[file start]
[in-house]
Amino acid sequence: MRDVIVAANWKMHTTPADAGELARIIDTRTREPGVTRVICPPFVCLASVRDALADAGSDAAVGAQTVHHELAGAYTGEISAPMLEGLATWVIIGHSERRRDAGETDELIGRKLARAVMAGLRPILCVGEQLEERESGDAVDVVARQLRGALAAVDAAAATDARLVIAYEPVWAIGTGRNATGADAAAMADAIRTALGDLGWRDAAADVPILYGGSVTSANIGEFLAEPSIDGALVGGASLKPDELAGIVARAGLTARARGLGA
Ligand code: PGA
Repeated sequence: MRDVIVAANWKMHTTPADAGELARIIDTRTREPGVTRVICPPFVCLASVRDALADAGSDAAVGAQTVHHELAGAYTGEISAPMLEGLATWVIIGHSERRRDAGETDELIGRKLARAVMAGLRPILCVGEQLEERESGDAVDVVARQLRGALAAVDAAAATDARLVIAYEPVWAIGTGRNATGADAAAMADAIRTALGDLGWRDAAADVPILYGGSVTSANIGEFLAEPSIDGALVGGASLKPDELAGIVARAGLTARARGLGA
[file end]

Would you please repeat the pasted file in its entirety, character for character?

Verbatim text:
[in-house]
Amino acid sequence: MRDVIVAANWKMHTTPADAGELARIIDTRTREPGVTRVICPPFVCLASVRDALADAGSDAAVGAQTVHHELAGAYTGEISAPMLEGLATWVIIGHSERRRDAGETDELIGRKLARAVMAGLRPILCVGEQLEERESGDAVDVVARQLRGALAAVDAAAATDARLVIAYEPVWAIGTGRNATGADAAAMADAIRTALGDLGWRDAAADVPILYGGSVTSANIGEFLAEPSIDGALVGGASLKPDELAGIVARAGLTARARGLGA
Ligand code: PGA
Repeated sequence: MRDVIVAANWKMHTTPADAGELARIIDTRTREPGVTRVICPPFVCLASVRDALADAGSDAAVGAQTVHHELAGAYTGEISAPMLEGLATWVIIGHSERRRDAGETDELIGRKLARAVMAGLRPILCVGEQLEERESGDAVDVVARQLRGALAAVDAAAATDARLVIAYEPVWAIGTGRNATGADAAAMADAIRTALGDLGWRDAAADVPILYGGSVTSANIGEFLAEPSIDGALVGGASLKPDELAGIVARAGLTARARGLGA